While the proposed satellite rules include these four factors, the proposal also incorporates a few significant changes, some affecting both cable and satellite market modification requests, and some applicable only to satellite market modifications. 

First, a fifth factor would be included in both cable and satellite market modification proceedings. That new factor would require the Commission to determine whether the proposed modification would “promote consumers’ access to television broadcast station signals that originate in their State of residence.” In its Notice of Proposed Rulemaking (NPRM)the Commission tentatively concludes that this establishes a preference for market modifications to add communities where doing so would increase access to in-state programming. The Commission further tentatively concludes that no negative inference should be drawn in cases where the modification would not increase in-state access; in such instances this factor would simply be inapplicable.   

Second, STELAR provided that satellite market modifications would not affect any subscribers’ ability to receive distant signals. Following that direction, the Commission proposes that viewers previously deemed to be “unserved” for purposes of the distant signal rules would continue to be treated as “unserved” even if a market modification allows those viewers to receive a new “local” signal. In other words, a viewer would still be able to receive the signal of a distant affiliate of the same network of a station added to that subscriber’s “local” market by modification.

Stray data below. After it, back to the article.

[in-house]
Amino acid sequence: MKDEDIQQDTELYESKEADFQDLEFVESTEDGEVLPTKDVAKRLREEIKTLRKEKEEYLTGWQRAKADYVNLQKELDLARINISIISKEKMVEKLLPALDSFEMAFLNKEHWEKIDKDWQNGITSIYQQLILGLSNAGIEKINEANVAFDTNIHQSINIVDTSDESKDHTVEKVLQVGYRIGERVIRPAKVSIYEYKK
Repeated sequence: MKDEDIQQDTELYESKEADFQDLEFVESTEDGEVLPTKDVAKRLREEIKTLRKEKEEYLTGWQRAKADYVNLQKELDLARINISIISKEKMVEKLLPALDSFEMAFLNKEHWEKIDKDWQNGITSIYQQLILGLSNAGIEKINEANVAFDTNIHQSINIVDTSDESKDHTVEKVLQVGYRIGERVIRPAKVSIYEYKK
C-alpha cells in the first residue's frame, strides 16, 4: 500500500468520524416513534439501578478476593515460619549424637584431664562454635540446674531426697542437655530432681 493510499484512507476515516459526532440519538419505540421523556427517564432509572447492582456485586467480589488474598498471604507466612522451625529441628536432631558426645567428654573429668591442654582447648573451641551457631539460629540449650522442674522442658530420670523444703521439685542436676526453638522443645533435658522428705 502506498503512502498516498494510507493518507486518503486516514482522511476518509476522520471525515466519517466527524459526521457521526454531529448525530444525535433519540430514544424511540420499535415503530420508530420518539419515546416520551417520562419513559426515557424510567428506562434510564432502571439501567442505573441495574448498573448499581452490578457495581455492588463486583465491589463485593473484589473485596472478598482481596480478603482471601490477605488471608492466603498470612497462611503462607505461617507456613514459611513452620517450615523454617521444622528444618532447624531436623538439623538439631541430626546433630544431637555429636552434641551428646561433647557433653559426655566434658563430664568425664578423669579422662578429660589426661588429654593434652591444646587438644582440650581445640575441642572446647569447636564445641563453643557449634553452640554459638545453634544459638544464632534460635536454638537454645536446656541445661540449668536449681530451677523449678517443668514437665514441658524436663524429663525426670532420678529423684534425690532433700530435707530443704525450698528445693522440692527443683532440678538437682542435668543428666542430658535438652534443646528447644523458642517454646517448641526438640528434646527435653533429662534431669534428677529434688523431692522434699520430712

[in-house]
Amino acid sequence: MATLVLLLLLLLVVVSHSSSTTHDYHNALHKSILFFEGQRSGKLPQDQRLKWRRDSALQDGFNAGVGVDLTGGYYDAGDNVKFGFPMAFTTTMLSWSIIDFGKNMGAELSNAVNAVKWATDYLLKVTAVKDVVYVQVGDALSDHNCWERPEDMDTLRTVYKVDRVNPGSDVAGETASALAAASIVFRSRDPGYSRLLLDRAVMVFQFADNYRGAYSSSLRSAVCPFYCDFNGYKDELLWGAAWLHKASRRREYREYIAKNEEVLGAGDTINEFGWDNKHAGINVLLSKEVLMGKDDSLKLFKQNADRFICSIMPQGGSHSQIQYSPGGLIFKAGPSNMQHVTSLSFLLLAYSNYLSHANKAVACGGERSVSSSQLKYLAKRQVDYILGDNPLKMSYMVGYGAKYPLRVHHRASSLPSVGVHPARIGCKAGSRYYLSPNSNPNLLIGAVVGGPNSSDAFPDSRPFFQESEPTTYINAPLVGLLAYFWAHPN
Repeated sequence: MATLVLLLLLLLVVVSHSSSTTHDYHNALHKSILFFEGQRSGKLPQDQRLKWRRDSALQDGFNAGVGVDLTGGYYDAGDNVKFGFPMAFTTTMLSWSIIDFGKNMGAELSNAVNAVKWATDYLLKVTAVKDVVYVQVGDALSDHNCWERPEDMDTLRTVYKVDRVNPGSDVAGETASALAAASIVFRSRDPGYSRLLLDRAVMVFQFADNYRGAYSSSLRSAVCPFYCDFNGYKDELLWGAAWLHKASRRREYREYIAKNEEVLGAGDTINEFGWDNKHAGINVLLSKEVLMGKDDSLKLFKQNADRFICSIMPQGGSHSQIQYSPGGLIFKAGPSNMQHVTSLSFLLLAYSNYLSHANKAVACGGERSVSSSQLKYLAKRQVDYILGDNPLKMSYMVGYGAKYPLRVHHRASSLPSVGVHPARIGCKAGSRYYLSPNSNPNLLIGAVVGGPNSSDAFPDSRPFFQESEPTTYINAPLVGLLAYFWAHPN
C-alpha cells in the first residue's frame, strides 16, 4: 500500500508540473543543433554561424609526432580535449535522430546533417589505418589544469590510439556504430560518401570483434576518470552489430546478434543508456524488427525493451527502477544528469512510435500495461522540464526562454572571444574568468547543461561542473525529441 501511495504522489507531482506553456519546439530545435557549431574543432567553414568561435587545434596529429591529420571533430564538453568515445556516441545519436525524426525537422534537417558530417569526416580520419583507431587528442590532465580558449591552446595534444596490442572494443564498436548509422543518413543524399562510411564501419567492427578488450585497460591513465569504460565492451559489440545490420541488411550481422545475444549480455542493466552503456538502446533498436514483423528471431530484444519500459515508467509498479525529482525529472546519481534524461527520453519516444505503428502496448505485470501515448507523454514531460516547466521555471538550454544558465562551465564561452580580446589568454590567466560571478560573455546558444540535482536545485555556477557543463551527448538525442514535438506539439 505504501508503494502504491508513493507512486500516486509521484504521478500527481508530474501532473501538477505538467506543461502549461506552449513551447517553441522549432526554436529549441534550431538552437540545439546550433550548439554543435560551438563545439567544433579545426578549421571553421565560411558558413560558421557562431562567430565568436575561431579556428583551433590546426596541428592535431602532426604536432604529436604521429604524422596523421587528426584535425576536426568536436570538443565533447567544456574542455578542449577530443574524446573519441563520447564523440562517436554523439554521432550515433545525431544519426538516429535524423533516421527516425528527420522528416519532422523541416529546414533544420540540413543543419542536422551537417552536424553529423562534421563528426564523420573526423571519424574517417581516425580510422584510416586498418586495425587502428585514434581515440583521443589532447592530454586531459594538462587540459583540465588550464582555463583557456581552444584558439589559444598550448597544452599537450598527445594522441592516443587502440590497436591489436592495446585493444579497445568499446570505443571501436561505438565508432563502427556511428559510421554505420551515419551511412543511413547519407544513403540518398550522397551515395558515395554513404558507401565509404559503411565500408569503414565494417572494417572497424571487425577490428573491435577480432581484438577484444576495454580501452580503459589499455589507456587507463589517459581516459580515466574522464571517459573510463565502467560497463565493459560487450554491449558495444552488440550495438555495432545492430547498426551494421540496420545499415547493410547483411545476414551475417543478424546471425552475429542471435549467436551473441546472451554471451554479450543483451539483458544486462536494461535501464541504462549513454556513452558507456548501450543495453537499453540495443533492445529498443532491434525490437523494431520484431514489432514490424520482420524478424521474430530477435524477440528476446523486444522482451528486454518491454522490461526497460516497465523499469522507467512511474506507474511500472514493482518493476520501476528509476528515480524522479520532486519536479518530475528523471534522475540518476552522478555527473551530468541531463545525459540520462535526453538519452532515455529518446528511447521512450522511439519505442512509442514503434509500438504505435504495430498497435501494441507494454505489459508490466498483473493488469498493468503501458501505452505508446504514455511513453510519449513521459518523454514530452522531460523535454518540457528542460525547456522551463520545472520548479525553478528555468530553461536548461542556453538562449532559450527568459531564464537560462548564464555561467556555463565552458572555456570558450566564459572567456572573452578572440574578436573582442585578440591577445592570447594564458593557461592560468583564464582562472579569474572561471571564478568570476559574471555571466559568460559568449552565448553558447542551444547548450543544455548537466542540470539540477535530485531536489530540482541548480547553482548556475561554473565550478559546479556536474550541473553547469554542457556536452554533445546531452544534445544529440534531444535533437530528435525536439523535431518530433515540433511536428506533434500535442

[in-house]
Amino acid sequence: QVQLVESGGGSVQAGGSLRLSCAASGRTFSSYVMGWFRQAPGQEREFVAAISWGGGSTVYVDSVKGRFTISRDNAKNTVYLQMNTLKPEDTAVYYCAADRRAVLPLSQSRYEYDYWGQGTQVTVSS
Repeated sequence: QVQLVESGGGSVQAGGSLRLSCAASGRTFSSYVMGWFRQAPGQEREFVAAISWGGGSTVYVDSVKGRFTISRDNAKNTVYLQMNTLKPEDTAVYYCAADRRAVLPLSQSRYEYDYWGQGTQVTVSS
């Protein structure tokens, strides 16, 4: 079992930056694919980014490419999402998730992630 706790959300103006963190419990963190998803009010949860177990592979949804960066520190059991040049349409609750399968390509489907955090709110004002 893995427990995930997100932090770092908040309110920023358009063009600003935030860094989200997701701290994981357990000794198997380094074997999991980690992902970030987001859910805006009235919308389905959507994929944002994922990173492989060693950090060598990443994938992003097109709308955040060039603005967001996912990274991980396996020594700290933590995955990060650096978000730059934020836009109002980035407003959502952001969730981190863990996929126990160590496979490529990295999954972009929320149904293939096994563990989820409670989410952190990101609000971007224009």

Third, and potentially most importantly, STELAR provided that, regardless of other factors, a satellite provider would not be required to carry a station if it was “not technically and economically feasible” to do so using its existing satellites. That provision affords satellite operators an obvious opportunity to avoid carriage of stations regardless of any market modifications. Perhaps recognizing that this exception could, if not applied carefully, swallow the entire rule, the Commission proposes a number of conditions that would (in theory) protect broadcasters’ ability to enforce market modifications.